6 Life Lessons Learned from the Bike Trail

Lake Springdale, one of the scenic views on the Razorback Regional Greenway trail.  Photo credit:  Denise Grindstaff

Lake Springdale, one of the scenic views on the Razorback Regional Greenway trail.

Photo credit: Denise Grindstaff

By Denise Grindstaff, Guest Blogger

I’ve often wondered how some people are apparently blessed with the “desire to exercise” gene, as I don’t seem to have it! However, as the years go by and I place more importance on my health, I am trying to appreciate and be more intentional about exercise. A few years ago, I purchased a bicycle and began riding outside for exercise and enjoyment on the paved trail system in Northwest Arkansas. There is something about being out in nature and being active that makes my brain see things in new ways. Here, I’ve compiled six lessons I’ve learned on the trail that can be applied to life in general.

#1       Start. Sometimes simply getting started is the hardest part. Just do it!

Oh, the voices in my head that argue and try to convince me to stay home where it is nice and comfortable and the temperature is neither too hot nor too cold inside my house. But once I begin biking, I am always glad I did. In life, sometimes getting started is the hardest part. Although those voices that try to keep us still can be loud, once we get going, the momentum will take us farther than we could ever go standing still on the starting line, arguing with ourselves.

#2       When you get lost, ask for directions.

Our trail system is confusing in some areas, at least for me! When I was learning my way around (and still today), I would sometimes get lost. I didn’t have a map to tell me where to go. I only knew the general direction of the destination I hoped to reach. I learned quickly that if I would stop to ask directions from others on the path, I could arrive at my destination sooner and skip the part where I go down the trail to nowhere.

Sometimes in life we need to ask for directions from those who are a little ahead of us on the path, or who have more knowledge about the direction we want to take. The guidance will allow us to arrive at our destination quicker.

We also have to be wise enough to discern whether the person knows what they are talking about or not. We won’t make any progress if the person we are seeking advice from doesn’t have any knowledge of where we want to go.

#3       Pace yourself.

There’s always another hill! On one bike ride with a group, it became a joke when we kept thinking that we had pedaled up our last climb. Now I say regularly, “There’s always one more hill!” Use the downhill runs to gain momentum. And when you are climbing a hill in your daily routine of life, throw off any extra burdens you can let go of. Concentrate on breathing and moving ahead little by little. Rest if needed. Then buckle down, concentrate, and conquer the hill in front of you.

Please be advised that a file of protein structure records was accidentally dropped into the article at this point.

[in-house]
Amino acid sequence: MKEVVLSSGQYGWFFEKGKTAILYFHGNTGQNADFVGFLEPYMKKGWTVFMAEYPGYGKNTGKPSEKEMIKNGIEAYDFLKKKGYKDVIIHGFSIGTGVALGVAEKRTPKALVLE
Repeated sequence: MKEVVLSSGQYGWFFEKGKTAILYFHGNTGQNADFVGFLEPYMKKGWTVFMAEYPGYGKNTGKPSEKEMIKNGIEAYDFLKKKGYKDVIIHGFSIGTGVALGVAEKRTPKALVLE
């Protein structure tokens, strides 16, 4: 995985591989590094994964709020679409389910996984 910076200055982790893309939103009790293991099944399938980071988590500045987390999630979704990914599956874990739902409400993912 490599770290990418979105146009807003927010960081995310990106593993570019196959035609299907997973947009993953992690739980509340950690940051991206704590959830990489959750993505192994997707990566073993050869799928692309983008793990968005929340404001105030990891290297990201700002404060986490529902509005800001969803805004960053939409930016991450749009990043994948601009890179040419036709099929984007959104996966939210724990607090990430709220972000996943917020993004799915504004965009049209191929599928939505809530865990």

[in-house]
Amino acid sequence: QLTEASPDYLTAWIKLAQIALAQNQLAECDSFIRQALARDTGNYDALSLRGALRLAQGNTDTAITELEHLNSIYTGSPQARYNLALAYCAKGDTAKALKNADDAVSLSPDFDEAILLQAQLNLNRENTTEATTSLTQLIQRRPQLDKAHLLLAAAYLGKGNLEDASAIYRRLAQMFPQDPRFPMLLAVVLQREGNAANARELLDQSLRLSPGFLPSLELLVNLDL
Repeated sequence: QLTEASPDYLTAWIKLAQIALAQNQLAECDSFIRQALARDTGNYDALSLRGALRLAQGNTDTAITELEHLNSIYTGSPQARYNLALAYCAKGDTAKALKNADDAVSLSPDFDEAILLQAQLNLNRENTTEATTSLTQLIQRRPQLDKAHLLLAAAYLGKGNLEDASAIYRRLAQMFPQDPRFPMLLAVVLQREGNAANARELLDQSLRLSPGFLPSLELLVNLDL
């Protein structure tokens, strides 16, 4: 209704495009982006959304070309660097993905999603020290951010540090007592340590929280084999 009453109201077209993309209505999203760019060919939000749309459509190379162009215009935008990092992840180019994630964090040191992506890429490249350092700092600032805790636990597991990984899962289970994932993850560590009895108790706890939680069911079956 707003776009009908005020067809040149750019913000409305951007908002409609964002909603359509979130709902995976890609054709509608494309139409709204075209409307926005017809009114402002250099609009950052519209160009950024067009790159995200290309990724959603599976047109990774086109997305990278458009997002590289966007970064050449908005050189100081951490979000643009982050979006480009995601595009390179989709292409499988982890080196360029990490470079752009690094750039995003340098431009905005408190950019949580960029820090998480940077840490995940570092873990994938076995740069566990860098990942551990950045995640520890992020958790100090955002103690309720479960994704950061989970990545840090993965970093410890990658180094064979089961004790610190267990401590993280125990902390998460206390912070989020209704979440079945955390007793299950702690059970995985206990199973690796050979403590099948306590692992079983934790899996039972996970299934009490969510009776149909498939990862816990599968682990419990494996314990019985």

#4       There will be times when you will be alone.

The times and places I like to ride aren’t always the times that work with others. I like to ride when it’s cooler outside. Some like to ride/walk/jog when the weather is warmer. I have been out at times and have only seen a few people when I usually see many more. That’s okay. I have learned to find my own rhythm and make it work. When we feel alone in life, we would do good to remind ourselves of our own style and appreciate the flow we have and the forward movement we are making, even when we feel alone.

 #5       There will also be times when you NEED people.

There is an old African proverb which says, “If you want to go fast, go alone. If you want to go far, go together.” There may be times I can appreciate riding alone, but I have NEVER biked far without someone riding with me. It is too easy to talk myself out of making the extra effort. I enjoy having the companionship and encouragement along the way.

You may have heard the quote by the motivational speaker, Jim Rohn, which says that we, as individuals, are the average of the five people we spend the most time with.  For me, it is important that I surround myself with people who are going in the same direction and have the same values and interests as I do. I value time spent with people who are a positive influence in my life. They help me get outside of my comfort zone and do things I didn’t think I could do. They also help me ride a longer distance on my bike.

#6       Enjoy the journey!

This last one is so obvious, I almost missed mentioning it. Enjoy what you are into! Don’t let your pursuit of the destination make you miss the beauty in the course you take to get there. Sure, the destination is a highlight and the goal that you are working toward, but there is reward in the process itself. Look around. Stop to enjoy the still waters along the way. Rest is also a part of the journey.